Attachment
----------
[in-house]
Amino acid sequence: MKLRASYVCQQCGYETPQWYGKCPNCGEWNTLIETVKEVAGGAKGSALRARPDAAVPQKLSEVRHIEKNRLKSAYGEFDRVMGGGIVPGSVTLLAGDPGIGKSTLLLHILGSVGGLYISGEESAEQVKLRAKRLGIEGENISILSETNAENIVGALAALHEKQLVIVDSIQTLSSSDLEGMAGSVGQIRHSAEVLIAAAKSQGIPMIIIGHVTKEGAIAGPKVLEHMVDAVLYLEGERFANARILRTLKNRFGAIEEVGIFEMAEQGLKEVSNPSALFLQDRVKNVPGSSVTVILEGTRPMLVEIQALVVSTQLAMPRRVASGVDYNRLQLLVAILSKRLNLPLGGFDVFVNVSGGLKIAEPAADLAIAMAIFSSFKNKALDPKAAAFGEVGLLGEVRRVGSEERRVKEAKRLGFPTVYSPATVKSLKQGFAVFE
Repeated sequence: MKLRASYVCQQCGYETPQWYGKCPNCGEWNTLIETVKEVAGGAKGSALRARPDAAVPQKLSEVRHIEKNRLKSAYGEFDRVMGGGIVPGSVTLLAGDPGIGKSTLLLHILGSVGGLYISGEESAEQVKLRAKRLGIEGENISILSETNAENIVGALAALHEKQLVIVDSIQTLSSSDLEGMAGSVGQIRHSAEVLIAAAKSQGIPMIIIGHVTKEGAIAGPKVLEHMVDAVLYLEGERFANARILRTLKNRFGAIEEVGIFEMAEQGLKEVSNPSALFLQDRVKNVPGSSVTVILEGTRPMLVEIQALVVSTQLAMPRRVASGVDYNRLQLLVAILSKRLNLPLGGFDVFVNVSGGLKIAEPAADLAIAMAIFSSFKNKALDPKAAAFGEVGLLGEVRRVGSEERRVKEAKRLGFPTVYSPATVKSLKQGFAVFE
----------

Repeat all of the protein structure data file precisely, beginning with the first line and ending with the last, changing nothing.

[in-house]
Amino acid sequence: MKLRASYVCQQCGYETPQWYGKCPNCGEWNTLIETVKEVAGGAKGSALRARPDAAVPQKLSEVRHIEKNRLKSAYGEFDRVMGGGIVPGSVTLLAGDPGIGKSTLLLHILGSVGGLYISGEESAEQVKLRAKRLGIEGENISILSETNAENIVGALAALHEKQLVIVDSIQTLSSSDLEGMAGSVGQIRHSAEVLIAAAKSQGIPMIIIGHVTKEGAIAGPKVLEHMVDAVLYLEGERFANARILRTLKNRFGAIEEVGIFEMAEQGLKEVSNPSALFLQDRVKNVPGSSVTVILEGTRPMLVEIQALVVSTQLAMPRRVASGVDYNRLQLLVAILSKRLNLPLGGFDVFVNVSGGLKIAEPAADLAIAMAIFSSFKNKALDPKAAAFGEVGLLGEVRRVGSEERRVKEAKRLGFPTVYSPATVKSLKQGFAVFE
Repeated sequence: MKLRASYVCQQCGYETPQWYGKCPNCGEWNTLIETVKEVAGGAKGSALRARPDAAVPQKLSEVRHIEKNRLKSAYGEFDRVMGGGIVPGSVTLLAGDPGIGKSTLLLHILGSVGGLYISGEESAEQVKLRAKRLGIEGENISILSETNAENIVGALAALHEKQLVIVDSIQTLSSSDLEGMAGSVGQIRHSAEVLIAAAKSQGIPMIIIGHVTKEGAIAGPKVLEHMVDAVLYLEGERFANARILRTLKNRFGAIEEVGIFEMAEQGLKEVSNPSALFLQDRVKNVPGSSVTVILEGTRPMLVEIQALVVSTQLAMPRRVASGVDYNRLQLLVAILSKRLNLPLGGFDVFVNVSGGLKIAEPAADLAIAMAIFSSFKNKALDPKAAAFGEVGLLGEVRRVGSEERRVKEAKRLGFPTVYSPATVKSLKQGFAVFE